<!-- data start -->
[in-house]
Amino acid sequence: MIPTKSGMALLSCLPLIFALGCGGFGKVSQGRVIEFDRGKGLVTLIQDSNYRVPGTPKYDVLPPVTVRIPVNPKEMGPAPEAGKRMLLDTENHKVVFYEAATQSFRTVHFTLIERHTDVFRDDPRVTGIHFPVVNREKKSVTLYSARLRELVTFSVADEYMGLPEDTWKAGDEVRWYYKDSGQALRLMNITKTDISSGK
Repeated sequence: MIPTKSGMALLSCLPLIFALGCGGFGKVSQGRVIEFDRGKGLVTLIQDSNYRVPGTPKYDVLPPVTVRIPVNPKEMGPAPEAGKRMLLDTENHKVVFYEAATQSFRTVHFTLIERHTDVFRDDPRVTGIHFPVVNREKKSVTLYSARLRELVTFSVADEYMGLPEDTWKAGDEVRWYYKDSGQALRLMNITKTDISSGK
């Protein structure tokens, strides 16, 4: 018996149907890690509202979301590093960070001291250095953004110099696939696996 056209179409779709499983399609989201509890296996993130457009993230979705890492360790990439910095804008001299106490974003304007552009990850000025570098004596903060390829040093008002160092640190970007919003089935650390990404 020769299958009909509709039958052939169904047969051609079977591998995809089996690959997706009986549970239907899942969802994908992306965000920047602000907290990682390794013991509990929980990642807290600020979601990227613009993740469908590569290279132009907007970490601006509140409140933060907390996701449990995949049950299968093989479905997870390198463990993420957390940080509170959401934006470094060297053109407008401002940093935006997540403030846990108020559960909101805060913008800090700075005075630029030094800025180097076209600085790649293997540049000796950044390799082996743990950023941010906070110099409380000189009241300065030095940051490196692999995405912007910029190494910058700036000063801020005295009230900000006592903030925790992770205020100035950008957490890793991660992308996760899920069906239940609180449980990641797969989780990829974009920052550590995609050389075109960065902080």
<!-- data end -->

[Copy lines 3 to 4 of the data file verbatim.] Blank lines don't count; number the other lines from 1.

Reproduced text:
Repeated sequence: MIPTKSGMALLSCLPLIFALGCGGFGKVSQGRVIEFDRGKGLVTLIQDSNYRVPGTPKYDVLPPVTVRIPVNPKEMGPAPEAGKRMLLDTENHKVVFYEAATQSFRTVHFTLIERHTDVFRDDPRVTGIHFPVVNREKKSVTLYSARLRELVTFSVADEYMGLPEDTWKAGDEVRWYYKDSGQALRLMNITKTDISSGK
């Protein structure tokens, strides 16, 4: 018996149907890690509202979301590093960070001291250095953004110099696939696996 056209179409779709499983399609989201509890296996993130457009993230979705890492360790990439910095804008001299106490974003304007552009990850000025570098004596903060390829040093008002160092640190970007919003089935650390990404 020769299958009909509709039958052939169904047969051609079977591998995809089996690959997706009986549970239907899942969802994908992306965000920047602000907290990682390794013991509990929980990642807290600020979601990227613009993740469908590569290279132009907007970490601006509140409140933060907390996701449990995949049950299968093989479905997870390198463990993420957390940080509170959401934006470094060297053109407008401002940093935006997540403030846990108020559960909101805060913008800090700075005075630029030094800025180097076209600085790649293997540049000796950044390799082996743990950023941010906070110099409380000189009241300065030095940051490196692999995405912007910029190494910058700036000063801020005295009230900000006592903030925790992770205020100035950008957490890793991660992308996760899920069906239940609180449980990641797969989780990829974009920052550590995609050389075109960065902080």